Your lawn says a lot about you; it represents you and your home. It shows your neighbors and guests how much time and effort you put into keeping your home look good. So, lawn care is becoming much more prevalent for many homeowners who strive to make their lawns brighter and better than their neighbors’. However, lawn care is no piece of cake; it takes more than dedication to grow a lawn and moreover, keep it green and healthy. Firstly, your lawn requires regular mowing in spring and summer and proper fertilization treatment, and this is just the beginning. There’s a lot that goes into lawn care.
One of the common dilemmas every homeowner face when mowing the lawn is disposal of the grass clippings. Because a healthy and green lawn requires regular mowing, the grass clippings need to be disposed of. But the question is how! Bagging is a common method to dispose of grass clippings from your lawn; you can bag your grass clippings early in the spring for use in compost pile or dispose them off in some yard waste container. Mulching is yet another way to re-use your lawn waste by recycling the grass clippings by leaving them on the ground. Let’s take a look at the two ways of grass disposal.
Bagging is one of the popular choices among professional lawn care experts to dispose of grass clippings for a greener and cleaner lawn. Bagging requires cutting off grass and collecting the clippings in a compost bin. When your grass grows unusually high, your lawn requires mowing and if the lawn is wet after mowing, then it is advisable to bag the clippings to avoid the unnecessary clutter. But collecting your grass clippings and having them hauled off not only costs you money but also your time. But if you’re planning to scalp the lawn for seeding, then it is best to bag the clippings and dump the bags on your compost pile. Bagging also comes in handy when your lawn has weeds, fungus, or infected grass, so it is best to bag the clippings to stop the infection from getting spread.
Mulching is yet another popular method to recycle your lawn waste. Mulching involves keeping the grass clippings remain in the yard which does not cause thatch build-up but it does make your lawn healthier. Mulching is simple; after you mowed the lawn with grass no more than 3 inches in height, leave the grass clippings where they fall and allow them to decompose. Grass clippings are about 90 percent water, so they decompose very quickly. The clippings return nutrients back to the soil. The soil organisms recycle the clippings into free fertilizer, saving time and money bagging or hauling them away. Mulch mowing is the gold-standard of lawn mowing and extremely beneficial to your lawn because the pulverized grass disappears into the roots to become a nitrogen-rich fertilizer.
Difference between Bagging and Mulching
– There are two common ways to dispose grass clippings off your lawn after mowing: bagging and mulching. Bagging is a common method to dispose of grass clippings from your lawn; it involves cutting of grass, collecting the grass clippings and bagging them in a compost bin or disposing of the clippings in landfills. Mulching, on the other hand, involves leaving the grass clippings remain in the yard where they fall and allowing them to decompose. Grass clippings are about 90 percent water, so they decompose very quickly.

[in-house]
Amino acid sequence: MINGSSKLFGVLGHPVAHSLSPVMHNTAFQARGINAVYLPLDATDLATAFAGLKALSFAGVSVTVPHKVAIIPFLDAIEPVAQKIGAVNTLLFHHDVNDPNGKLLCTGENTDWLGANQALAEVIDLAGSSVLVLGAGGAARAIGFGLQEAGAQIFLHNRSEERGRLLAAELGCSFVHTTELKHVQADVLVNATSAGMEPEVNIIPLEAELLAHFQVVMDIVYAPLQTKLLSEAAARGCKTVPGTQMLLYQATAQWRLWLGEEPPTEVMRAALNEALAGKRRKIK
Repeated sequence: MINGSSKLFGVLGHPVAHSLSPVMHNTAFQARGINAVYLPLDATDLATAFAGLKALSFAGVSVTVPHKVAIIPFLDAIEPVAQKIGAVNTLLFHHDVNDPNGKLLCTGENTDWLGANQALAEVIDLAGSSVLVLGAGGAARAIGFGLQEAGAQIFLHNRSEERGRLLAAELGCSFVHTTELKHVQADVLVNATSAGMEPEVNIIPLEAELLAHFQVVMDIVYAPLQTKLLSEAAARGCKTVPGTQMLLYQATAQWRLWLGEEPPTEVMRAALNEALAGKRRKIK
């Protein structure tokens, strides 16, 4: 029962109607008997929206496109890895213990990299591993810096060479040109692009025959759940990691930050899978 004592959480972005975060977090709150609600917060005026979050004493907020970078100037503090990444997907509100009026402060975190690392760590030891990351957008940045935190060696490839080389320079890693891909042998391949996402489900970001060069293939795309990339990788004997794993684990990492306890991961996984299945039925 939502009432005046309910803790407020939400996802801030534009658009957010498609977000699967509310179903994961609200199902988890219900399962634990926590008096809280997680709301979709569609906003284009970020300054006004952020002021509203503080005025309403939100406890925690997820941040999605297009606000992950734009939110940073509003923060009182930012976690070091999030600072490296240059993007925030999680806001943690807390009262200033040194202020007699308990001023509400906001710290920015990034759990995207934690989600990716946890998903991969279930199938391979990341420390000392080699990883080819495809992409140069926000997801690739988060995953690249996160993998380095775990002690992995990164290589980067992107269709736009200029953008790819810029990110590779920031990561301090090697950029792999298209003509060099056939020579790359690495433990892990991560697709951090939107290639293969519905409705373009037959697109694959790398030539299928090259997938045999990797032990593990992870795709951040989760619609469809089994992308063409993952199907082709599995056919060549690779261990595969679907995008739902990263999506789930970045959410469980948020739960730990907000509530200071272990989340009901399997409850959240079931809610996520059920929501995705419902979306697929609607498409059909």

– One of the best things about leaving the grass clippings in the lawn is that you don’t have to feed your lawn regularly to keep the grass healthier and greener because the clippings contain the some essential nutrients as lawn food. In addition, thin layers of dry organic waste is spread around the base of the plants which in turn prevent growth of weed, retain water, regulate temperature of the soil, and add nutrients back to the soil. These act as insulation to the soil and make up for the beneficial nutrients required. However, in case of any infection or weed growth in your lawn, bagging is required.
– Bagging grass clippings and having them hauled off not only costs money but also time. Studies suggest, mowing generally takes less time by mulching instead of bagging grass clippings. Modern mulching lawn mowers make recycling even easier and homeowners can reduce their mowing time significantly by choosing not to bag clippings. Mulching is simple; you mow the lawn with grass no more than 3 inches in height, leave the grass clippings where they fall and allow them to decompose. Leaving the clippings in the lawn save both time and money, and is convenient.
Bagging vs. Mulching: Comparison Chart
In a nutshell, if you’re planning to scalp the lawn for seeding, then it is best to bag the clippings and dump the bags on your compost pile. Bagging also comes in handy when your lawn has weeds, fungus, or infected grass, so it is best to bag the clippings to stop the infection from getting spread. Mulching is a simple and less time-consuming method for recycling your yard waste; it involves leaving the grass clippings where they fall and allowing them to decompose over time. Mulching returns essential nutrients back to the soil, thereby keeping the lawn greener and healthier. Also, leaving the clippings in the lawn save both time and money, and is convenient.
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